Interesting read after our Founder just gave two presentations on the future of healthcare and how “traditional healthcare” will be transformed over the next decade. New healthcare entrants including 84% of Fortune 50 companies have their sights set on the $3.5 trillion healthcare industry (18% of GDP). Venture Capital funding has doubled over the past 2 years, and AI investment is seeing an annual growth rate of 40%. Data surpassed O&G as the most valuable asset in our economy 2 years ago, and healthcare is the next big market for these tech giants. With the integration of EMR’s, health systems are very capable of capturing a significant amount of data.
But our current state of utilizing that data to its full potential is lacking, and that’s the market these tech giants want to capture. Traditional healthcare providers still own the data, but at what price or for what competitive advantages will they gladly share their assets? We have already seen traditional industry lines blurred with retailers partnering with pharmacies and insurers partnering with pharmaceutical manufacturers to leverage patient data to improve outcomes and lower health cost.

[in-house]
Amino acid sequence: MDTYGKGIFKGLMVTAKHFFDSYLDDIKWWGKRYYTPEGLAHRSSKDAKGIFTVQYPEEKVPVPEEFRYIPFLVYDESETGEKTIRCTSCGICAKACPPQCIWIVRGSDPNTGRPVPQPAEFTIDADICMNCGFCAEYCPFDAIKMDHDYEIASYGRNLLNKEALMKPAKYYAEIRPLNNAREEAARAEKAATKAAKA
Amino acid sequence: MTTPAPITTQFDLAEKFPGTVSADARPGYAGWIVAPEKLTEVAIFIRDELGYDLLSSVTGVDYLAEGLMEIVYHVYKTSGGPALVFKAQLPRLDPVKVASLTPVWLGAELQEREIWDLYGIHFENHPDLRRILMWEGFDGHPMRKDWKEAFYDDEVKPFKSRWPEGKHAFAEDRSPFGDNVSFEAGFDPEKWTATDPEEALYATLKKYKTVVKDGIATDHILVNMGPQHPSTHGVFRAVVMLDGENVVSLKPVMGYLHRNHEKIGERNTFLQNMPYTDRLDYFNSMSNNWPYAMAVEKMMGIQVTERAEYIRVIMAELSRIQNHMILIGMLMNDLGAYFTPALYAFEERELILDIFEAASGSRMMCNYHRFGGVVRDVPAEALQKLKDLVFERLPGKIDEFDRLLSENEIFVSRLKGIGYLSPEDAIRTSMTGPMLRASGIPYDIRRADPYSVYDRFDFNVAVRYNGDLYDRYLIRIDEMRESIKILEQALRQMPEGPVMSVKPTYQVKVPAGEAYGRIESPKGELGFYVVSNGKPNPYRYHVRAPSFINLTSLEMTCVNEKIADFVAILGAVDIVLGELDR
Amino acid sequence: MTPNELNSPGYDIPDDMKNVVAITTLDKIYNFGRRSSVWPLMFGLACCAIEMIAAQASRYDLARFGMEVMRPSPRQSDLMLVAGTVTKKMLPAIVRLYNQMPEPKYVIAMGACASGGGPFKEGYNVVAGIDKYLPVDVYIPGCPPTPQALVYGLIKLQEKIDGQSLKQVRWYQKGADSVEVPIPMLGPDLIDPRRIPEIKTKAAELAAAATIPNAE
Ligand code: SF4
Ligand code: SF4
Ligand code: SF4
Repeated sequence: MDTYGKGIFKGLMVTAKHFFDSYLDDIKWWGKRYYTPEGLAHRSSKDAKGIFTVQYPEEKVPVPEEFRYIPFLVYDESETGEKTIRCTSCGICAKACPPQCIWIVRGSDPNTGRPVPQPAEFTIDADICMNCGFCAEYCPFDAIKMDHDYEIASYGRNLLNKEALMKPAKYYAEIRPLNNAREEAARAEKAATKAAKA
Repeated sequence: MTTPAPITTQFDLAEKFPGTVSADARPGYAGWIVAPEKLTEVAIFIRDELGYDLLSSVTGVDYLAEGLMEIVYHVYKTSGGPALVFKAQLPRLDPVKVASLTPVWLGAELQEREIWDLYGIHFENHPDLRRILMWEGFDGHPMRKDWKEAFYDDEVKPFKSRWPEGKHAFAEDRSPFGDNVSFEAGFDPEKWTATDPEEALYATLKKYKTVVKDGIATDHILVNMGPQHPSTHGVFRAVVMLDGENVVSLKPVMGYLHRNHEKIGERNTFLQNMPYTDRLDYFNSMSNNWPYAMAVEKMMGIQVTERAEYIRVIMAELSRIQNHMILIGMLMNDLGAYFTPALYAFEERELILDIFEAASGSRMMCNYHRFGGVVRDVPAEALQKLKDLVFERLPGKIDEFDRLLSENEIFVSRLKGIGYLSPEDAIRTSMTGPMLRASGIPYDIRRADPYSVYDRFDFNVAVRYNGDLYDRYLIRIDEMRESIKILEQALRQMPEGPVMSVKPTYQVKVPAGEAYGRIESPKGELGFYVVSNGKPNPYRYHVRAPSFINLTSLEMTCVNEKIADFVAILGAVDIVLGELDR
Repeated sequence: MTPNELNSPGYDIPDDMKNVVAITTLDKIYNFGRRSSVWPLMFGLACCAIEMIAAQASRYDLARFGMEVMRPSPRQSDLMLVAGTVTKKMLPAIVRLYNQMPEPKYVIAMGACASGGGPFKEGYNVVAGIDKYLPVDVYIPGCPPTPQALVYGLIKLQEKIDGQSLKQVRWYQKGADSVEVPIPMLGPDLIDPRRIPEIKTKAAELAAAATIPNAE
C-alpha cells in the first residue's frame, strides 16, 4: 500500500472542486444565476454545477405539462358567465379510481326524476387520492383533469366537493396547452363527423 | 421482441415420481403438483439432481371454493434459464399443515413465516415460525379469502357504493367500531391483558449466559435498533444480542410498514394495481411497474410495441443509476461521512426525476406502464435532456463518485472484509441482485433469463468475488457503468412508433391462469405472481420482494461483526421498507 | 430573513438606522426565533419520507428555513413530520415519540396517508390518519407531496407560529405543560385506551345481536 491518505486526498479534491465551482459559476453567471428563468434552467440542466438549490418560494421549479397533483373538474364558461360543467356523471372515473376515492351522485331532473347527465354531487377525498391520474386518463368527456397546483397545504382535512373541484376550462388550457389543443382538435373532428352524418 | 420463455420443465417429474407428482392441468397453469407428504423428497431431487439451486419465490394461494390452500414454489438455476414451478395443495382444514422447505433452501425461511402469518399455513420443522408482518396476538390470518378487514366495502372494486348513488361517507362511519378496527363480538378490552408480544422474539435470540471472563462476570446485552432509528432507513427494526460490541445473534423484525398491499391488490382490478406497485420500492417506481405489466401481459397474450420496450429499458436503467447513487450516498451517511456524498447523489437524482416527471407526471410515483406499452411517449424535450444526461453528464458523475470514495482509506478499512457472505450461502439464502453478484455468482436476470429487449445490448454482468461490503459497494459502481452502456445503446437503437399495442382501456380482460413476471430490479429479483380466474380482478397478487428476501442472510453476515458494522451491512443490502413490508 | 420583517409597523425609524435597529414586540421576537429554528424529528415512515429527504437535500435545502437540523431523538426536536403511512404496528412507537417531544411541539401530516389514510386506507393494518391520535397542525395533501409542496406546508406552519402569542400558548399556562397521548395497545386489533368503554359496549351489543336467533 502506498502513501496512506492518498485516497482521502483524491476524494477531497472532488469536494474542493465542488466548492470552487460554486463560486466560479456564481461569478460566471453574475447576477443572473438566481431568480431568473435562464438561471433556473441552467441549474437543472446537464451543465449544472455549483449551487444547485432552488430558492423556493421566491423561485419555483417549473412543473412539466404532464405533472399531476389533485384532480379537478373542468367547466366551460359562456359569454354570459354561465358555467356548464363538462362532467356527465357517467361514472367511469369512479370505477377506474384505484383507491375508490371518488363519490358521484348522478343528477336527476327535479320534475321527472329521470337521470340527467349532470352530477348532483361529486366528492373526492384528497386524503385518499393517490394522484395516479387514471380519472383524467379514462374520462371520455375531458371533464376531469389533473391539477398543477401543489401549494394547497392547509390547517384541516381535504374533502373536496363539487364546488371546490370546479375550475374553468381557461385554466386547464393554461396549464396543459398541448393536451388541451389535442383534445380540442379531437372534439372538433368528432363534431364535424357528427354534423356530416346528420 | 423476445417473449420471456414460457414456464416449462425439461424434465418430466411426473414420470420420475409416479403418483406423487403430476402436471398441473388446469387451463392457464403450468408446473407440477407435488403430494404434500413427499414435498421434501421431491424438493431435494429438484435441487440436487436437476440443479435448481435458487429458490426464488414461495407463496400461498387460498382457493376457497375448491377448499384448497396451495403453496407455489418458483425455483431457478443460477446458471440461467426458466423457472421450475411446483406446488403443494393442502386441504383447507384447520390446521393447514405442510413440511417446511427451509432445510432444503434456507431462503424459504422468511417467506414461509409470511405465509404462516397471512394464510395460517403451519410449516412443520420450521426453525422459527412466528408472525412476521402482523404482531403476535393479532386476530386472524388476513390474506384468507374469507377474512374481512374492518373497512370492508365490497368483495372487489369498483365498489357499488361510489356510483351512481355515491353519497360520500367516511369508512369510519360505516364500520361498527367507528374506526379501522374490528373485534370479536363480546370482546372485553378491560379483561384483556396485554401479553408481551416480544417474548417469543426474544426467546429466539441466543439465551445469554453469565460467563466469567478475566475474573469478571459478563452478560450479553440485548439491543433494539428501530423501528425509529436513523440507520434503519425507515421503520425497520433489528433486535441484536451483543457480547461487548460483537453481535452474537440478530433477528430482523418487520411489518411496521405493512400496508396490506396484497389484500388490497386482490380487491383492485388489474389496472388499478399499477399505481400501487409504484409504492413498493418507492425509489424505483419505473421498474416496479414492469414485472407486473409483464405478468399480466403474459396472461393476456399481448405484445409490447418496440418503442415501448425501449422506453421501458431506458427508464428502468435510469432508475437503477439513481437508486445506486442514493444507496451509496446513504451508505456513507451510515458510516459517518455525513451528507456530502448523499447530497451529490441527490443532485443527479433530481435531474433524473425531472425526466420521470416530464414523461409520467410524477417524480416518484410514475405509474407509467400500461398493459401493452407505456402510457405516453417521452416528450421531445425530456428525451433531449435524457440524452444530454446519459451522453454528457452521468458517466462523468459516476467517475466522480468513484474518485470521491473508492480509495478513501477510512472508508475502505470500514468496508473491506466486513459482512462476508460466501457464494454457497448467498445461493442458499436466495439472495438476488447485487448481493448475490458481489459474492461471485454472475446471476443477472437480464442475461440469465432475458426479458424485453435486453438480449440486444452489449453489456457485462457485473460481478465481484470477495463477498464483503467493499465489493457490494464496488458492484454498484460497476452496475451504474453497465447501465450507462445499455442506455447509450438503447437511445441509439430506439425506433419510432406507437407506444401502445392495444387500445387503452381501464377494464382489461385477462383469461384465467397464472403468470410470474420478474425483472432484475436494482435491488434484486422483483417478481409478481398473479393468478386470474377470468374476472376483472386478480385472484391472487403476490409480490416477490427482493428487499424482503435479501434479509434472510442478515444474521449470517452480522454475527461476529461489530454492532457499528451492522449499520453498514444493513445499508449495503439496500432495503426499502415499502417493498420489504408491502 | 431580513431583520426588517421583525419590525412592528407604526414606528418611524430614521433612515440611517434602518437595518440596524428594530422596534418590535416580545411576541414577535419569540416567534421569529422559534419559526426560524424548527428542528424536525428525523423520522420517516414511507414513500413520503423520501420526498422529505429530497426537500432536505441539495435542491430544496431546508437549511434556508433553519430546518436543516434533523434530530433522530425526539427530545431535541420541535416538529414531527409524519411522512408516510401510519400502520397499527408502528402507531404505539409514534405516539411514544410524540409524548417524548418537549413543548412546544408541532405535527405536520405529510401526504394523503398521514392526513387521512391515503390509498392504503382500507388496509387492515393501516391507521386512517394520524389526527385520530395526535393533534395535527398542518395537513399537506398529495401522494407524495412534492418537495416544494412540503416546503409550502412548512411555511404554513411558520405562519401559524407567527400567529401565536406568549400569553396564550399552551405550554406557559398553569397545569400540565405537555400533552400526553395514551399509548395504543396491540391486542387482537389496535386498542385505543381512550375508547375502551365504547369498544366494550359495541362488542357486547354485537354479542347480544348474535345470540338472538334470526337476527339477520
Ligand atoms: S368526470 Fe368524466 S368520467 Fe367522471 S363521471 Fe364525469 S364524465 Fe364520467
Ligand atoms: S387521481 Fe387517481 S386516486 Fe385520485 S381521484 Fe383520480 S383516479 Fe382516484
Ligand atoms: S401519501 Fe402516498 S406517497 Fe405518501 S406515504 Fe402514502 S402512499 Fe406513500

In regards to this article there’s also an interesting conversation around the privacy of patient data. As a professional ingrained in the world of HIM there is a clear argument for patient privacy and owning the rights to your health record. On the flip side, we all understand the bureaucracy that would surround gaining individual patient permission and how that would stifle innovation. The article states no HIPPA violations occurred, but there is still a question of ethics. But there is also a question of how much do patients care if data sharing leads to curing cancer. Thoughts? The race is on. Pay attention.